Content Summit 2021 Programme

Content Summit Programme

The Content Summit focuses on different areas of sports production, providing a platform for sports content producers and broadcasters to discuss best practice in making and televising live sports, sports-focused documentaries, studio-based programming and more.

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30 Sep 2021
  1. One of the leading free-to-air sports broadcasters talks to Broadcast Sport about the sports strategy for their channel. In this discussion we find out which sports and events work well on one of the biggest free-to-air sports channels in the UK; why free-to-air is important for key sports and ‘crown jewel’ sporting events; how free-to-air services partner with pay-TV and D2C platforms to maximise the reach and profile of different sporting events; and more.
  2. Sports clubs and federations have been utilising digital, OTT and D2C platforms to get content to fans for many years, but the widespread adoption of OTT services such as Netflix and Disney+ has turned minority-interest platforms into universally accessed mainstream services. This has increased the opportunities for sports organisations to engage with a sizeable audience directly via digital services. Standout examples include Wimbledon’s excellent Wimbledon Channel; Matchroom Boxing teaming up with DAZN to stream content to fans, while at the same time utilising its popular social channels (with 266k YouTube followers and half a million Instagram followers) to go direct-to-fans; and football clubs growing their D2C ‘TV channels’ with pre-season live content, exclusive pre- and post- match interviews, analysis and insights only available to members. Find out more about each of these in this panel discussion.
  3. Coffee and Networking
  4. What are broadcasters, production companies and sports organisations doing to help facilitate cultural change and raise awareness of key issues such as gender and racial inequality, social media bullying and so on? This panel debates the efforts being made by the leading sports broadcasters and federations in trying to tackle challenging issues head on, through campaigns and initiatives, and what impact these are having in influencing change.
  5. Sports rights holders are utilising social media platforms in a variety of ways to maximise the reach of live and on-demand content. What are the golden rules for social content, to ensure it’s picked up by the algorithms and reaches as wide an audience as possible? How can you monetise this content, and make the most of the marketing opportunities available through each platform? This panel answers all these questions and more.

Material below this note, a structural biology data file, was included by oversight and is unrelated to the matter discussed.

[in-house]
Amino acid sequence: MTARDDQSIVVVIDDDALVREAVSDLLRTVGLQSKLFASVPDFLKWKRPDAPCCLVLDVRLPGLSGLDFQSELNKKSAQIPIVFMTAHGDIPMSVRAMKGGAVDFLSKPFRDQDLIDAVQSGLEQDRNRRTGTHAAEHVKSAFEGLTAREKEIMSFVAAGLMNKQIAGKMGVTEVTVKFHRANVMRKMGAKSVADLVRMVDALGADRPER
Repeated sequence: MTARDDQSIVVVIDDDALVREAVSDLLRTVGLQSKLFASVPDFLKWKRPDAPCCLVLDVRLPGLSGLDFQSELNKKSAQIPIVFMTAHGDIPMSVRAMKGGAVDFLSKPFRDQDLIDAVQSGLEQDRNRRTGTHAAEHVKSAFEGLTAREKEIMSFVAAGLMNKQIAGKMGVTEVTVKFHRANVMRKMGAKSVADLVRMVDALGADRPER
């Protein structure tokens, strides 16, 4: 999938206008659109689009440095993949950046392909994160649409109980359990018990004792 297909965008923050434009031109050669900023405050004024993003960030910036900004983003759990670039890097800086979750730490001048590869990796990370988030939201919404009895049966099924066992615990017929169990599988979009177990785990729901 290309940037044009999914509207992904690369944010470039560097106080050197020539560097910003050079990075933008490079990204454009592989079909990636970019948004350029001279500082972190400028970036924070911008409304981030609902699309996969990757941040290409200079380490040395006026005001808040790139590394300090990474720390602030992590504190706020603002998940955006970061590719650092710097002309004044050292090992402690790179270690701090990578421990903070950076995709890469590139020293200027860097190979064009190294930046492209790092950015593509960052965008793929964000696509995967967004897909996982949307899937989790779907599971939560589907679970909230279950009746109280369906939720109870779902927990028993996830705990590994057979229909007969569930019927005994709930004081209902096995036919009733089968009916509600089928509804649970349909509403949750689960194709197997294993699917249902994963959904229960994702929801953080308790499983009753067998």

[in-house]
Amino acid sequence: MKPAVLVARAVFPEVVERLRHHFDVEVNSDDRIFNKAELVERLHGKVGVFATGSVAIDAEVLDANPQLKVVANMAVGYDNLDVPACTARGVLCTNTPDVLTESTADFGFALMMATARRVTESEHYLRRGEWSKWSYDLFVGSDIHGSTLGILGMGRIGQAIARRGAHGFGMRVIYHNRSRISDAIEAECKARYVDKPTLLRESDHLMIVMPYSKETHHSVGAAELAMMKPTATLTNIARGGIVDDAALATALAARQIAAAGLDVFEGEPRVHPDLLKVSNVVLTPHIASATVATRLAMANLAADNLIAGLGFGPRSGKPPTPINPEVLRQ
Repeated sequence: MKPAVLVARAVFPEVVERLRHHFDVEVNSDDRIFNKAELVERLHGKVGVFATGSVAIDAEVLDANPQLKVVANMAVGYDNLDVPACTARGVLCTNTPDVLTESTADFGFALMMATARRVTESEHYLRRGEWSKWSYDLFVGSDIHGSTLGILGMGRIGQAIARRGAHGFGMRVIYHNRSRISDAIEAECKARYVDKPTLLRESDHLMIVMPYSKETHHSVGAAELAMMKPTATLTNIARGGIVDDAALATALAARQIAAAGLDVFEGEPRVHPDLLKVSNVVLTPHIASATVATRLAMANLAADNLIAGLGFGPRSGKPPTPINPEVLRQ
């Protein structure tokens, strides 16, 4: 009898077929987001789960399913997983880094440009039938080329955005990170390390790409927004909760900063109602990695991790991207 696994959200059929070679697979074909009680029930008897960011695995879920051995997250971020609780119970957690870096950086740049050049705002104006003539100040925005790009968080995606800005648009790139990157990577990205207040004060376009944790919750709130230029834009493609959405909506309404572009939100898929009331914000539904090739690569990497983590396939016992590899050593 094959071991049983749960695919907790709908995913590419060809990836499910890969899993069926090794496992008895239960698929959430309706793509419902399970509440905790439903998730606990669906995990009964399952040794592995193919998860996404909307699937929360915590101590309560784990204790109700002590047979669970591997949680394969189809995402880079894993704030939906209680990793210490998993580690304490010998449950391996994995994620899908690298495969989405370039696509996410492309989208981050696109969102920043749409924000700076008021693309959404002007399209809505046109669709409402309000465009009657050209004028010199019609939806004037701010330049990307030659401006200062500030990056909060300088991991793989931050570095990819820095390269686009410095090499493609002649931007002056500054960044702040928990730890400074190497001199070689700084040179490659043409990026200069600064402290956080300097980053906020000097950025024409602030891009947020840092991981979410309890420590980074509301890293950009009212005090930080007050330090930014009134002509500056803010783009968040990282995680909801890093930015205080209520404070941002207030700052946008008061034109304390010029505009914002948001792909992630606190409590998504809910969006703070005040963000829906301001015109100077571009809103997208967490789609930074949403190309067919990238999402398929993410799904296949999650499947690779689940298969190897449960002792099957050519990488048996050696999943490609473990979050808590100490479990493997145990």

6. Lunch
  7. The delayed Olympics and Paralympics were produced and broadcast from Japan while the country was in a Covid-caused state of emergency and while a reported 80% of the population was in opposition to holding the Games there. All the events in or nearby Tokyo were held in spectator-free stadiums, while those elsewhere in Japan were in front of 50% capacity crowds. This panel speaks to the Olympics/Paralympics broadcasters to find out how they were able to get the Games on air in the face of such adversity.
  8. The eSkootr Championship is the world’s first electric race scooter. The prototype carbon-fibre S1-X eSkootr has been developed by YCom and Williams Advanced Engineering and is capable of over 100km/h (60mph). It features racecar design and manufacturing techniques – including a carbon-fibre chassis frame, environmentally friendly natural-fibre bodywork and bespoke, adjustable front and rear suspension elements CNC-machined from aluminium. The races will take place in city centres, on specially designed circuits between 400 and 1000m long. In this session, you’ll find out the launch plans for the eSkootr Championship; how it is being developed; what races it is planning and when; and what the content plans are for the new sport.
  9. The rise of streaming services has brought with it the rise of the sports doc, with hugely popular series such as Formula 1: Drive To Survive; All or Nothing; The Last Dance; Last Chance U; and Take Us Home: Leeds United capturing the public’s imagination. Feature docs including Noah Media’s Finding Jack Charlton and The Edge; and huge global successes such as Free Solo and Icarus have also brought in plaudits and punters aplenty, and the likes of BT Sport, Sky Sports and Rakuten also have a wealth of their own documentaries slated for the coming year. This panel discusses the power of the sport doc and asks what sports translate well into the documentary space? Why are so many sports documentaries being made? What is the return-on-investment for the doc makers? What is the future of the sports doc? And is the current demand for content likely to continue at the same level in a post-Covid world?
  10. This panel discusses Sky Sports’ plans for its coverage of the Barclays Women’s Super League, which begins 3 September. It will show at least 35 Women's Super League games exclusively live per season, and has some “very exciting plans”, with best-in-class on and off-screen production teams. The Women’s Super League will get the “full Sky Sports treatment, with lengthy build-ups and reaction to all live matches, plus daily news across Sky Sports News and Sky Sports' digital platforms.” Find out more about Sky’s efforts to enhance coverage of the Women’s Super League in this case study panel discussion from Sky and the Women’s Super League.

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